I think it's going to have a lot of problems reconciling itself. I wonder if the families wish they'd done all this two years ago when the growth was ahead of the company and its reputation as a search engine was untarnished.

SOPEL:
Why do you say untarnished?

ORLOWSKI:
It's a problem for every search engine, the good stuff on the internet is disappearing faster than the rain forest. It's disappearing behind registration sites and log ins. Most of the computerised databases in the world where good stuff resides, because information is expensive, is in collections. Google only has the public web to work with.

SOPEL:
And John, the way they've gone about this, sort of organising an auction of what the share price will be, what price are you prepared to pay, how many shares are you prepared to buy. It has got everyone talking. Is it an effective way of doing business as well?

HEILEMANN:
We'll find that out fairly soon. The lesson of the dotcom boom was that a lot of companies went public through the process by which they went public and the setting of the prices by the investment banks, you had a situation where you would get extraordinary first day leaps in the share price. So you got a lot of great publicity. On the first day of trading your company would rocket up by 100%. But that really meant that the companies themselves had left a lot of money on the table. Those were profits for the people who first held the shares, but not the money that was actually being extracted by the company to put back into its business. What Google has done with the auction in addition to stirring up a lot of conversation, is it's hoping to find an actual maximising price at which it will be able to take as much money as possible out of the system. In theory it's a pretty good way to do that. We will find out whether or not it works as well in practice.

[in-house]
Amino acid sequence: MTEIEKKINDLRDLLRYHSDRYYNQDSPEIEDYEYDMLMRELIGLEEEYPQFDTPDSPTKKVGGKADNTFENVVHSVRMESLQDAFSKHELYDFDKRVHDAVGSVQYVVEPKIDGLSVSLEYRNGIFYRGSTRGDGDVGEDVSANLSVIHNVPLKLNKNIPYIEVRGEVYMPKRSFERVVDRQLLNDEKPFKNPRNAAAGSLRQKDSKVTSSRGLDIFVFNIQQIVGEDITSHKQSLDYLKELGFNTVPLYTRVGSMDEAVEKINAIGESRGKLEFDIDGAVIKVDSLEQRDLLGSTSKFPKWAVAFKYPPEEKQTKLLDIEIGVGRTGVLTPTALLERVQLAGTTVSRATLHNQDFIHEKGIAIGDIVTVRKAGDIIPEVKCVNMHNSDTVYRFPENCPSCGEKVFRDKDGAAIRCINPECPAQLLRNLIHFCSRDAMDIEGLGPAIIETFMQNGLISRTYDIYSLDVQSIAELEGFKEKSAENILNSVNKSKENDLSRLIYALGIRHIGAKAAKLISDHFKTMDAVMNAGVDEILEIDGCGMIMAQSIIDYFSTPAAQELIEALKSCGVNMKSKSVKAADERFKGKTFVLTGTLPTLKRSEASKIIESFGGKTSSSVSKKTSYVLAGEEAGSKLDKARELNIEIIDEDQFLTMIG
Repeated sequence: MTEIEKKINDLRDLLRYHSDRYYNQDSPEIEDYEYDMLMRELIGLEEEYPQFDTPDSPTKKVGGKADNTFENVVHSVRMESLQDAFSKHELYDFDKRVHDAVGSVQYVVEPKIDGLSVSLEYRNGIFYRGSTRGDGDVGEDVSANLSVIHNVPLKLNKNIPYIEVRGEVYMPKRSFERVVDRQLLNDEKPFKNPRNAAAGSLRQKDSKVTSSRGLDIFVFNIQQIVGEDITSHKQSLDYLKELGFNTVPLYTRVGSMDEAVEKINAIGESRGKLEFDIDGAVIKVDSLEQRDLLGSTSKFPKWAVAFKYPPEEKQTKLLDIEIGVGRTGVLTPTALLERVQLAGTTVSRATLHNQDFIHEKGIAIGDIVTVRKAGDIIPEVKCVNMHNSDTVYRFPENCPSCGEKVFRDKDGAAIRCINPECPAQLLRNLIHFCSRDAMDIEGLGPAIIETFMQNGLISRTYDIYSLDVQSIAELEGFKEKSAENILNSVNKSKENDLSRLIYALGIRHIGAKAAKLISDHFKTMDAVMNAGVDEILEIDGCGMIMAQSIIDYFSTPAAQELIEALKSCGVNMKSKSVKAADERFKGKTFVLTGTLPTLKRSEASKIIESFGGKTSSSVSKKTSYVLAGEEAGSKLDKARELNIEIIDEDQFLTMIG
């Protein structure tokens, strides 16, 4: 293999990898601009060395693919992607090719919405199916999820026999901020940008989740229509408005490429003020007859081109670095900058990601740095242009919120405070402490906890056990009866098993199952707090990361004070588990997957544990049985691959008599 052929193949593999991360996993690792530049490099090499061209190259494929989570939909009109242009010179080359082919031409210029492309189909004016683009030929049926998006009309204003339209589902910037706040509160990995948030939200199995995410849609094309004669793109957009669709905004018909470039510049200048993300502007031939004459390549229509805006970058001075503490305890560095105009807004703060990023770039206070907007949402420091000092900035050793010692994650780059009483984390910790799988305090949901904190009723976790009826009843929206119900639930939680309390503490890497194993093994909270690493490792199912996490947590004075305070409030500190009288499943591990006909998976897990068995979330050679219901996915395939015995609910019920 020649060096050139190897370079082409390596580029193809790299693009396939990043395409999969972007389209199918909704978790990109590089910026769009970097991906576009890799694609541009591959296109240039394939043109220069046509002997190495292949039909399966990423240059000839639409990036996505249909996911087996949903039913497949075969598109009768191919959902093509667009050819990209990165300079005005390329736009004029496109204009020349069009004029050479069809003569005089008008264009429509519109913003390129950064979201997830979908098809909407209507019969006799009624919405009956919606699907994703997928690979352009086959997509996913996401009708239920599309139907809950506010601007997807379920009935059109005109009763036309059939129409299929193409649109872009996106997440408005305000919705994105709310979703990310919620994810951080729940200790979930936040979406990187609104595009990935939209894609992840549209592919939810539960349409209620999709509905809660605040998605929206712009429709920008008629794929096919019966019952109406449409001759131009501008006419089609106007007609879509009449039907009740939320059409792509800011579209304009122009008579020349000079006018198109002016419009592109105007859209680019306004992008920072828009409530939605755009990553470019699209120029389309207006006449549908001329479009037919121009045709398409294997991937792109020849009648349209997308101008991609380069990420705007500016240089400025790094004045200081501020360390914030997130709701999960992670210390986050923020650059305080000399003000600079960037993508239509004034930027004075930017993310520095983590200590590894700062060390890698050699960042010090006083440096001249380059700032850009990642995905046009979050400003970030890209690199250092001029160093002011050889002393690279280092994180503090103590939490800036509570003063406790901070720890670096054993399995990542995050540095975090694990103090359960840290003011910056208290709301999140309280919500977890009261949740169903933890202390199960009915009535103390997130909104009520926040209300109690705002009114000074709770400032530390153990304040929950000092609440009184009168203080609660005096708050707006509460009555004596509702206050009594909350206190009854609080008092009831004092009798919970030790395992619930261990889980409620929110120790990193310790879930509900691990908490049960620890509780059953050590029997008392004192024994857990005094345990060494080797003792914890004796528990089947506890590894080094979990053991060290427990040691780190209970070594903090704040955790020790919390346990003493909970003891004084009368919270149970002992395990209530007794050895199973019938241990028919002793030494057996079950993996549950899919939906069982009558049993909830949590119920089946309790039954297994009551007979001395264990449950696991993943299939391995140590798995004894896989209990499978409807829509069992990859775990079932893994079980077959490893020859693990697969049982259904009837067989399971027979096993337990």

SOPEL:
How do they grow a company when it's already as big as it is?

ORLOWSKI:
That's largely because the market hasn't really been tapped. This is a new business, classified advertisements. Google stumbled into it following the market leader, Overture are a clever company, it was bought by Yahoo last year, pioneered this. Google depends on its intellectual property. They settled a patent dispute a couple of weeks ago. It's almost like Pepsi depending on Coca Cola's secret source.

SOPEL:
John, has Google passed its high watermark in the sense that other competitors are coming in with technology as good or better than Google?

HEILEMANN:
I think it's right that many companies when they start out, when they do their IPO they think they've reached the end of a process, but they've actually just reached the beginning. Much to Google's credit they recognise the difficult situation they're in. There is no doubt that Yahoo has much of the same key technology that Google has and Microsoft is about to enter this business in a big way. There are not a whole lot of businesses that Microsoft has regarded as very important that it hasn't ended up owning. So Google may very well prove to be very successful, but it's not going to be easy.

SOPEL:
John Heilemann and Andrew Orlowski thanks very much.


This transcript was produced from the teletext subtitles that are generated live for Newsnight. It has been checked against the programme as broadcast, however Newsnight can accept no responsibility for any factual inaccuracies. We will be happy to correct serious errors.

WATCH AND LISTEN
Jon Sopel
discussed the Google flotation with John Heilemann and Andrew Orlowski.